Monday, November 23, 2015

Farming in Canada-The much hated Supply Management System distorting the market landscape

Why do Canadians pay two to three times more for their milk purchase compared to their counterparts in other countries? It might appear shocking that a developed country like Canada has in place a tightly controlled dairy sector held in a vice like grip by the bureaucrats endowed with the responsibility of sustaining the diary economy of the country. The archaic system does not permit the farmers to expand their cow population beyond a quota allowed by the government to prevent a milk glut and consequent price crash. While imports could be much cheaper a deliberate custom duty imposition make them as costly as the domestically produced milk. How this country can break this system to synchronize with that in other countries is a million dollar question. According to critics a cow in Canada can be costlier than an automobile because of the restrictions on the entry of new dairy entrepreneurs into the existing cozy club! Read further below to understand this ridiculous situation to decide whether to laugh or cry! 

"The reference price for milk is going up again today by 7.8%, forcing milk-using industries to pay more coast-to-coast for an important input. Soon, consumers will feel the price hike when they buy fluid milk or other dairy products at the grocery store. Given that productivity has been rising for centuries in agriculture, one might wonder why we keep paying more for milk instead of less. The reason: Theseproductivity gains are being wasted away in our inefficient supply management system. The creation of the Canadian Dairy Commission in 1966 produced Canada's first national agricultural supply management system. This system relies essentially on two major forms of government involvement in agricultural markets. Largely through a quota system that controls the quantity of milk offered, it sets up planning and administrative control over pricing and marketing. And it relies on customs tariffs that are set high enough to keep foreign products out. Through these measures, the government ensures a captive market for Canadian farmers. The establishment of quotas is equivalent to issuing rights to sell a certain quantity at administratively set prices. Milk quotas were initially distributed free of charge but later changed hands on centralized exchanges, becoming increasingly expensive.An average of more than $22000 was required to make use of a cow and sell its milk in Canada in 2002. In 2003, according to Statistics Canada, quotas amounted to an average of nearly $1.1-million per dairy farm and a total of almost $17.6-billion for all dairy farming operations in Canada. This represents close to half the entire permanent long-term asset base of milk producers. To set up a dairy farm, almost as much would have to be spent on quotas as on the assets truly required for milk production, such as animals, land, buildings, farm machinery and equipment. Thus quotas have become a barrier to entry for anyone wishing to start a new dairy operation. The paradox is that farmers already in the market have no interest in ending the quota system. Quotas constitute an "asset" that farmers can sell and that is often used to guarantee loans from financial institutions. Abolishing supply management would result in quotas losing their entire value, posing serious problems for farmers and their creditors. Supply management also deters adapting production to economic conditions. Efficient farmers who might wish, for instance, to raise their production cannot do so because they are not authorized to exceed their quotas. Instead of trying to win market share to the benefit of consumers through various strategies in areas such as pricing, quality, product differentiation, advertising, service or forms of marketing, Canadian farms under supply management must devote an increasing share of their resources to covering the cost of quotas. From a geographic standpoint, evolution of the system is blocked. It is very difficult to modify the proportion of quotas that each province receives. This rigidity is a source of conflict between provinces and of added uncertainty for farmers. Because of quotas, it is impossible to take advantage of more favourable production conditions in different parts of Canada if and when they arise. The costs of the supply management system are, of course, reflected in retail prices. These artificially high prices correspond in reality to an implicit tax that governments have authorized farmers to impose on consumers. The OECD estimates the assistance provided to Canadian dairy producers through supply management at $2.7-billion in 2003, equal to more than 60% of the value of total dairy production that year. It also found that Canadian milk prices have been two to three times higher than world prices since 1986. This has no doubt contributed to a drop of nearly 15% in per capita milk consumption in Canada between 1986 and 2003."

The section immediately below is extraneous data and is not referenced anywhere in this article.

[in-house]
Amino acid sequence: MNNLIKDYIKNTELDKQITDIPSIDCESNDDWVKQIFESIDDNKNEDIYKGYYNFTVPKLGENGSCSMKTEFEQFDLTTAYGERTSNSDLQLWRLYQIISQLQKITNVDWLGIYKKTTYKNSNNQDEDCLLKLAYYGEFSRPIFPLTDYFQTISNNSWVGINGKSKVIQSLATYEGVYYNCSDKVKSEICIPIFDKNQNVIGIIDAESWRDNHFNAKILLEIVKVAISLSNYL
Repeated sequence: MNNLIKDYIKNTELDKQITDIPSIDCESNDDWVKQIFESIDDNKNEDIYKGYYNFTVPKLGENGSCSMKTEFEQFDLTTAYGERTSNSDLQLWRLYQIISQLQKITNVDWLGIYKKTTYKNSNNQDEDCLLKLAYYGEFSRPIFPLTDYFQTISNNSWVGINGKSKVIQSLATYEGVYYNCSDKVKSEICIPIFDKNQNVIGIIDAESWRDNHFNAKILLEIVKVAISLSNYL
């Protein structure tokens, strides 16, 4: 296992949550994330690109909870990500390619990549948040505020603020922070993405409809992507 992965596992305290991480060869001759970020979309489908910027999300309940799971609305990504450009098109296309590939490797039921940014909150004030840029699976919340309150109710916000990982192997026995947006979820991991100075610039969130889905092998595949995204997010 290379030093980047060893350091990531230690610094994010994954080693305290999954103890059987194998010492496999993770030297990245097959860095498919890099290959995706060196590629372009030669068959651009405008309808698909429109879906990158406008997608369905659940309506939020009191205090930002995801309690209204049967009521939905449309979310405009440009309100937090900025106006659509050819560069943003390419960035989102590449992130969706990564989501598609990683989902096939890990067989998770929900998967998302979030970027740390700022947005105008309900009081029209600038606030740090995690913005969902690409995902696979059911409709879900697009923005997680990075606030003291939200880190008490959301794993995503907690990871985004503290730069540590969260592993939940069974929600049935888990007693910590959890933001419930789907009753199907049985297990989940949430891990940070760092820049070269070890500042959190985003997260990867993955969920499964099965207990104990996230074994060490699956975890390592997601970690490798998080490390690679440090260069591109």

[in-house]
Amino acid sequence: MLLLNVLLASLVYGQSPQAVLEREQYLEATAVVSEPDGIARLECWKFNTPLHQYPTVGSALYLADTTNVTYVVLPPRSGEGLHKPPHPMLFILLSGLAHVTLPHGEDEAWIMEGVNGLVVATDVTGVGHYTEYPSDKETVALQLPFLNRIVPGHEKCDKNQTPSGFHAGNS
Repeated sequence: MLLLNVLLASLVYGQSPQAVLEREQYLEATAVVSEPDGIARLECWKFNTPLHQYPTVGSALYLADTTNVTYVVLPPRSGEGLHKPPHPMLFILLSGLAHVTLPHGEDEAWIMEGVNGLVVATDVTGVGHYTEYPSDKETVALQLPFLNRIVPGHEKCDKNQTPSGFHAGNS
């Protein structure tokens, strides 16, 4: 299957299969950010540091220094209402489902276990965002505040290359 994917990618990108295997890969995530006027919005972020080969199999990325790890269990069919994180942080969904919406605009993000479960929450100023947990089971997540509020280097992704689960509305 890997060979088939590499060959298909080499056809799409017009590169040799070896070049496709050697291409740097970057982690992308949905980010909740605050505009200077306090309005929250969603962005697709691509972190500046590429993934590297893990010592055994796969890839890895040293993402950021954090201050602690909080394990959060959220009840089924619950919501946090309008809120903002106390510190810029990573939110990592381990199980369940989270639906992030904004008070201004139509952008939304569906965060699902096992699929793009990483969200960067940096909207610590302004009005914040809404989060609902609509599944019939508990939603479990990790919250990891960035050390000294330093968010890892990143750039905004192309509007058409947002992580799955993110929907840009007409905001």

Whether it is the World Bank or the International Monetary Fund, the so called financial wizards in these august bodies never cease to chant the mantra of "economic liberalization" and WTO pressurize every country on this earth to ensure exports without restrictions levying practically no import duties! Yet here is a country which likes to preach to the poor countries about the virtues of free trade and open economy. Subsidy is supposed to be a dirty word to these wealthy countries but look what are they doing!.Canadian government is reported to be subsidizing its dairy industry to the tune of almost 1.5 billion dollars every year. While the dairy farmers are fattened by this subsidy, the per capita consumption of milk in Canada seems to be falling to the extent of 15% during the last two decades, which is not an encouraging sign! 


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